Evelyn Stevens hasn’t followed the traditional career pathway of a pro-cyclist. Whilst many are on the bike from the age of seven, and signing a contract with their first team at the tender age of eighteen or before, Stevens graduated and got a job as an investment banker on Wall Street before buying a bike in 2008.

After spending her evenings glued to the turbo trainer, she raced her first Cat 3/4 crit race that year, signed a pro contract in 2009, and was USA National Time Trial Champion by 2010.

Wall Street to Pro Cycling: Evelyn Stevens Shares her Incredible Story

Now, aged 32, the Boels-Dolmans rider has stacked up an impressive trophy cabinet of time trial and team time trial wins. It was recently announced at the 2016 Beols-Dolmans Team Presentation that Stevens intends to take on the Hour Record this year as well as supporting the team and seeking time trial success.

Having an early life so very different to that of many of her team mates comes with its highs and lows. We chatted to Stevens about her experiences in the peloton – the good, the bad, and the lessons she’s learnt that could apply to all of our lives in more ways than one...

_V2B3992-2

“I’ve had panic attacks going downhill... it’s important to not beat yourself up too much when you do have that moment."

One of the toughest elements of joining the peloton later in life is learning to feel comfortable hurtling around corners at the kind of speeds that can knock the air from your lungs, just inches from the wheel of the rider ahead. Stevens is honest with us – she’s found it hard: “I’ve had panic attacks going downhill" she says: “It sucks when it happens, you might lose a ton of time and feel stupid, and people don’t understand why you can’t get down that descent… but mentally you just go, and the next day you’ll be able to do it. It’s important to not beat yourself up too much when you do have that moment."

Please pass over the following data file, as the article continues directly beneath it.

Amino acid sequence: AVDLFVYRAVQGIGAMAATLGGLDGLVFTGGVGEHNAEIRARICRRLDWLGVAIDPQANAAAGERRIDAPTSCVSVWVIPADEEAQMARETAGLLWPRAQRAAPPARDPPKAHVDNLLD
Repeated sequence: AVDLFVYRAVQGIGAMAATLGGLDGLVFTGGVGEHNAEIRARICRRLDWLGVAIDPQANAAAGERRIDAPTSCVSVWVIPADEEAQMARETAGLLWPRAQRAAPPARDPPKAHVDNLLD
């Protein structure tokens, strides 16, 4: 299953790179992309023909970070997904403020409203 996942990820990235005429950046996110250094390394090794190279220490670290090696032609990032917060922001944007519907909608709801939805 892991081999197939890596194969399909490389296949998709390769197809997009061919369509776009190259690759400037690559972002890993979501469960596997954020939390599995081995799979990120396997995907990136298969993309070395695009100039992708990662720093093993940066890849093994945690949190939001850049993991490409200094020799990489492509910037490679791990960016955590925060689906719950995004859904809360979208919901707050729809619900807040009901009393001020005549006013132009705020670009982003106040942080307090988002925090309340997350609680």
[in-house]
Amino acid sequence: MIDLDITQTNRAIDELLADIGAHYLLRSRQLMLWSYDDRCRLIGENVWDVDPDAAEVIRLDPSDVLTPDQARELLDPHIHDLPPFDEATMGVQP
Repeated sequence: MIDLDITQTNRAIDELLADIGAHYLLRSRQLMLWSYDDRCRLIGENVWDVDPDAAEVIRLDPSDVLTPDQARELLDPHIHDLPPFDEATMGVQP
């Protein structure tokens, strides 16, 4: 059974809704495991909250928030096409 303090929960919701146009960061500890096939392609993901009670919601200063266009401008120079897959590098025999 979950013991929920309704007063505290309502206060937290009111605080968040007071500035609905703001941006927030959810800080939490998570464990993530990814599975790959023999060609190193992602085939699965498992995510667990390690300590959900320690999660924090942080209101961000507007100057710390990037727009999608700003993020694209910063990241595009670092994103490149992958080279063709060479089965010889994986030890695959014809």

Stevens at the Team Presentation, after admitting she plans to attempt an Hour Record this year

"You need fear, but not anxiety"

To help her overcome these moments, Stevens has worked with a sports psychologist who passed on some truly valuable advice we could probably all learn from – she says: “I worked at trying to identify fear and anxiety separately. You need fear, but not anxiety. For example, if you’re on a hike, and you see a rattlesnake come out at you, you need fear to get out of the way. But you don’t need anxiety to tell you ‘I’m not going to walk in the woods ever again’."

The Etiquette of Riding in a Bunch

"I just say ‘pedal’ – pedal, stay positive"

“I need to react when there are crashes, but I don’t need to be worried constantly about crashing. It is a constant battle… sometimes it’s good but other times when I’m tired it’s really hard. That’s another thing for people to realise – there are going to be days when you might suck. [It’s important to] just be present. For me, I just say ‘pedal’ – pedal, stay positive."

"Everyone has different strengths and weaknesses"

Stevens is constantly working on her bike handling – she says: “Even now I go out with Neil, my coach, into a parking lot, and do drills. Weaving cones, picking things up, practicing handling my bike. All stuff the rest of the peloton did as kids. Everyone has different strengths and weaknesses - working on them and practicing is important."